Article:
The Racialist Heresy
September 2000

Exaggeration and Denial

By R. J. Rushdoony

Relativism is central to the myth of neutrality. Modern reporters go to great lengths to legitimize the opposition to every idea or action, no matter how inane.

The Real Antithesis

By P. Andrew Sandlin

Even though sinful, God-hating man knows that everything is not right in the world, all men, as Van Til declares, unavoidably know God. They may not acknowledge this fact, but it is a fact nonetheless.

Anti-Semitism: A Reformed Response

By Wayne C. Johnson

In his seminal work Christian Antisemitism, a History of Hate, former Anglican minister and Professor of Religious Studies William Nicholls, does not pull any punches. His thesis is that Christianity is inherently anti-Jewish, and has been from the beginning.

Eugenics and the Christian Ethic

By Samuel L. Blumenfeld

The father of eugenics, Thomas Robert Malthas (1766-1834), believed that the imbalance between food supply and human births was a permanent manifestation of natural law. Somehow, it never occurred to him that food production could be increased dramatically if scientific and mechanical methods were applied to it.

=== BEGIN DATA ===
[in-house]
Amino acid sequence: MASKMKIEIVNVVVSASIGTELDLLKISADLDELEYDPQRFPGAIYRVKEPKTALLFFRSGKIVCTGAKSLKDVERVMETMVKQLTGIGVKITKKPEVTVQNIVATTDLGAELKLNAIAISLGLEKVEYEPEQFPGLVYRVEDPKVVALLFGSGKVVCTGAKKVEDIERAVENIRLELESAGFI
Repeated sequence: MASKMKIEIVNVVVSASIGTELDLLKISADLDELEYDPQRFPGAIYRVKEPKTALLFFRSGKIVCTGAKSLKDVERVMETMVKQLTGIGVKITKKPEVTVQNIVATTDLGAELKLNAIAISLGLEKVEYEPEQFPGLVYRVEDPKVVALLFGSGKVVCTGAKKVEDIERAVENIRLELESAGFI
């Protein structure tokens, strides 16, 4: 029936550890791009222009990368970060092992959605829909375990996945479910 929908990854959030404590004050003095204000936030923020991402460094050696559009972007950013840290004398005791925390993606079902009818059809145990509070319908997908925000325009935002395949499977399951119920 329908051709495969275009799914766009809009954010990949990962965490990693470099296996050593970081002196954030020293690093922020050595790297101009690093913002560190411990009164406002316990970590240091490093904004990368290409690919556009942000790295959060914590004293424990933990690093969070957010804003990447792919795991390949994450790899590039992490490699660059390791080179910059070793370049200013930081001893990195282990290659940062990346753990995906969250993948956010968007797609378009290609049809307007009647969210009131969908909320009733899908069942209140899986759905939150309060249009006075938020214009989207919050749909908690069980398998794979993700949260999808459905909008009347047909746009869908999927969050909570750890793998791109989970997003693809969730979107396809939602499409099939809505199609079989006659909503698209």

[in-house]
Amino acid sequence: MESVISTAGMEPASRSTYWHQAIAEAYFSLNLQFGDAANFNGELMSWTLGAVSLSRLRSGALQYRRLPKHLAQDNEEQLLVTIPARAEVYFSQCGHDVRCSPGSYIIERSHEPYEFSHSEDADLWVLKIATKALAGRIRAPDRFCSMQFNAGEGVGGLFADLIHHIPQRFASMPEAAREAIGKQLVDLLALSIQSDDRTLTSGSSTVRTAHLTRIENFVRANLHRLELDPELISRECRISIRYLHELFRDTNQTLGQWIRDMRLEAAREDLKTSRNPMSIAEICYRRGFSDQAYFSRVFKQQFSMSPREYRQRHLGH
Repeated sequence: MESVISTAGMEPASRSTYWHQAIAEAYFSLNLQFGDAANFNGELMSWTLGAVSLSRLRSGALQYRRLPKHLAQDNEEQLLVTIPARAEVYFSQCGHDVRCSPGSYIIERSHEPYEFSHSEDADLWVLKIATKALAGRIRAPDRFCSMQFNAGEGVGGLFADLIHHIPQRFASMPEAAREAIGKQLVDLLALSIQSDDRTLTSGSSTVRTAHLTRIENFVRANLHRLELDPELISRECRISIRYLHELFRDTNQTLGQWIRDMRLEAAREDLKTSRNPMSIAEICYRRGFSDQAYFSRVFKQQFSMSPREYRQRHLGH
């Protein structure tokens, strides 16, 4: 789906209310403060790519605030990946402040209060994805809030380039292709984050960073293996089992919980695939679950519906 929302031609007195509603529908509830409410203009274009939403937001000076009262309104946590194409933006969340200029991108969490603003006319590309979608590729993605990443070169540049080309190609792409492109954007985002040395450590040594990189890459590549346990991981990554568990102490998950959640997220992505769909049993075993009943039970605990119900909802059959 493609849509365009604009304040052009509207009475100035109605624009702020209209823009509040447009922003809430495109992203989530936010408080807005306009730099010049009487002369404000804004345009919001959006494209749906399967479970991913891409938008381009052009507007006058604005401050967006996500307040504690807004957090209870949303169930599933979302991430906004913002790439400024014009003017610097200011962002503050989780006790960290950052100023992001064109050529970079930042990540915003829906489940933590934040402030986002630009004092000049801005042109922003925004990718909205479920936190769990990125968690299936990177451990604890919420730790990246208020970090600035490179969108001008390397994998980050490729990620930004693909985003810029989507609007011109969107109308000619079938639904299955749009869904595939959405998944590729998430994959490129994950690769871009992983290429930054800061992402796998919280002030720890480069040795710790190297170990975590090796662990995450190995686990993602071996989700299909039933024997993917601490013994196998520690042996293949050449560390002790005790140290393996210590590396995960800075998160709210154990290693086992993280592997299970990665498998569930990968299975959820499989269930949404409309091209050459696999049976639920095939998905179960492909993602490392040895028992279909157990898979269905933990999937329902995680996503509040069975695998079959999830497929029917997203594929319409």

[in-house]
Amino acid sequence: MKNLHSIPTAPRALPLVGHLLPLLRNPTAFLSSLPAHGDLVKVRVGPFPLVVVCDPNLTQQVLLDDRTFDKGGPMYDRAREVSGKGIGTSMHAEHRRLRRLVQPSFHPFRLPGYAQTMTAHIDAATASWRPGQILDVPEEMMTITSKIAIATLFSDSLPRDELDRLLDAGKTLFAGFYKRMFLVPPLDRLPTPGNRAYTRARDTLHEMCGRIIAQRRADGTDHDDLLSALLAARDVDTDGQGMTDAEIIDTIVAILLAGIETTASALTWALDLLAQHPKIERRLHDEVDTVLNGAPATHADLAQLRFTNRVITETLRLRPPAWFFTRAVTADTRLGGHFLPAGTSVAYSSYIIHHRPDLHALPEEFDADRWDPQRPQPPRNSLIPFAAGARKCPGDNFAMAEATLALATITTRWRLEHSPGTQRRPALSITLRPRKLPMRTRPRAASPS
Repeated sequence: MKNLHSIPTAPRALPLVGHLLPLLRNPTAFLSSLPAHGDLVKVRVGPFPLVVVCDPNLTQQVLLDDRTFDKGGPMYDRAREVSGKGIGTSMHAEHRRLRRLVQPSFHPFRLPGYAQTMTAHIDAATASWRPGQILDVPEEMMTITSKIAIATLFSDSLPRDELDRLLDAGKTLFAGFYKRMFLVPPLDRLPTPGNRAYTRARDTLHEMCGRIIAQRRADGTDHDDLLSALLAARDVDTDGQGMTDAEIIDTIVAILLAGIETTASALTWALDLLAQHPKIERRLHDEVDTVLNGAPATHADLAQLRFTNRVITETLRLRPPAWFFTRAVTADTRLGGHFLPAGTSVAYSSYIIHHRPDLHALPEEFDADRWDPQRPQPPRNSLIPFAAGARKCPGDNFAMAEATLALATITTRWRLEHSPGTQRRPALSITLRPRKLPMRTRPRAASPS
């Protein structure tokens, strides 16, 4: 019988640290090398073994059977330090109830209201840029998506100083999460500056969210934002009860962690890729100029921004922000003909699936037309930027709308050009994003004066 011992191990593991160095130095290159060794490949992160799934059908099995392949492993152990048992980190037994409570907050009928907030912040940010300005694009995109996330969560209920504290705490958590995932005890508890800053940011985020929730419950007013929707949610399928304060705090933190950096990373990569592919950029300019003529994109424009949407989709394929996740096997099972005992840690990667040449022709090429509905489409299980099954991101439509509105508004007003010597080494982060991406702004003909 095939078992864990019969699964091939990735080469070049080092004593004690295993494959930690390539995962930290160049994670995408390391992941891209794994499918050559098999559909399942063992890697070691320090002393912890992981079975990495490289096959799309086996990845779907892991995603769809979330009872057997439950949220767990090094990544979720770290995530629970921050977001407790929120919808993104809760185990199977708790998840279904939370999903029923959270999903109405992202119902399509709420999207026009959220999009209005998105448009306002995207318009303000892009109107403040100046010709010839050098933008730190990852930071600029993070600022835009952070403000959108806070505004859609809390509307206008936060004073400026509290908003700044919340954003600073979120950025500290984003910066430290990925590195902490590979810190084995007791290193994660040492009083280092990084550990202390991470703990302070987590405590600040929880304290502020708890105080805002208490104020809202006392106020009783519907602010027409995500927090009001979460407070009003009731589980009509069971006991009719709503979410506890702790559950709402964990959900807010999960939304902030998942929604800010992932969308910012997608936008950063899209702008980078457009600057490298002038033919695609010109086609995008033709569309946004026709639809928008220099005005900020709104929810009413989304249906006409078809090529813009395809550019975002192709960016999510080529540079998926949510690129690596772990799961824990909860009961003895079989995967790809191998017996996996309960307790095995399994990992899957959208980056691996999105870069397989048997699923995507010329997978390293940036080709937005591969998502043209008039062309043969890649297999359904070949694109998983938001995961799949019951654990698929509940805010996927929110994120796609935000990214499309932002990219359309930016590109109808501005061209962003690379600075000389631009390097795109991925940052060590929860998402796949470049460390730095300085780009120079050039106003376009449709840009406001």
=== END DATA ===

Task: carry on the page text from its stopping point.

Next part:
By Charles H. Roberts

Since "Christian Identity" claims to be "Christian," its doctrine of salvation is of special importance. As will become evident, Christian Identity holds to a less-than-orthodox view of the doctrine of salvation.

By Craig R. Dumont, Sr.

It appears homosexuality is now the defining force in American culture. Almost every institution is committed to supporting and furthering this "lifestyle choice," from the government schools to America's corporate elite.

By Steve M. Schlissel

If there was one truth Dr. Cornelius Van Til pounded home, it was this: there are no "brute" facts, i.e., there are no uninterpreted facts. None. Fallen man is not a pure receptor of neutral data. How man interprets the "facts" is determined by his presuppositions, the biases and inclinations he brings to the knowledge enterprise.

By Zachariah Rousas Wagner

While maintaining some quasi-Biblical ideas (if that is not an oxymoron) The Patriot may leave some moviegoers cold-blooded. Although The Patriot was one of Summer 2000's most anticipated movies, critics now rip it up one side and down the other. Critics dislike the almost-Christian values portrayed by Mel Gibson's character, Benjamin Martin (modeled after Francis Marion, the "Swamp Fox").